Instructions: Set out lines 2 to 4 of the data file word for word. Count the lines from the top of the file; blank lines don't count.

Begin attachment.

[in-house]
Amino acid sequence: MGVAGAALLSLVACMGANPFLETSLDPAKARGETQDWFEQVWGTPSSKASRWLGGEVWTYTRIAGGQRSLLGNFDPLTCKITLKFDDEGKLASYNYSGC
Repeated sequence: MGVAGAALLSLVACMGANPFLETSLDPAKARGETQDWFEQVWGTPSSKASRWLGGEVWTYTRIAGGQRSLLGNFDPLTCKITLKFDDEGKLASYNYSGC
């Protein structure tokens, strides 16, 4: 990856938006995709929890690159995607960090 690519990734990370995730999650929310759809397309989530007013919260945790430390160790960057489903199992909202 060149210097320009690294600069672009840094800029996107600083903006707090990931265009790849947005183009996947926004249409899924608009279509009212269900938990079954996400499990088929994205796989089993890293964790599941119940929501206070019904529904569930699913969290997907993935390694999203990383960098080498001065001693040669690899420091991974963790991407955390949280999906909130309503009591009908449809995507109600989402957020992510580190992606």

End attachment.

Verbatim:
Amino acid sequence: MGVAGAALLSLVACMGANPFLETSLDPAKARGETQDWFEQVWGTPSSKASRWLGGEVWTYTRIAGGQRSLLGNFDPLTCKITLKFDDEGKLASYNYSGC
Repeated sequence: MGVAGAALLSLVACMGANPFLETSLDPAKARGETQDWFEQVWGTPSSKASRWLGGEVWTYTRIAGGQRSLLGNFDPLTCKITLKFDDEGKLASYNYSGC
């Protein structure tokens, strides 16, 4: 990856938006995709929890690159995607960090 690519990734990370995730999650929310759809397309989530007013919260945790430390160790960057489903199992909202 060149210097320009690294600069672009840094800029996107600083903006707090990931265009790849947005183009996947926004249409899924608009279509009212269900938990079954996400499990088929994205796989089993890293964790599941119940929501206070019904529904569930699913969290997907993935390694999203990383960098080498001065001693040669690899420091991974963790991407955390949280999906909130309503009591009908449809995507109600989402957020992510580190992606």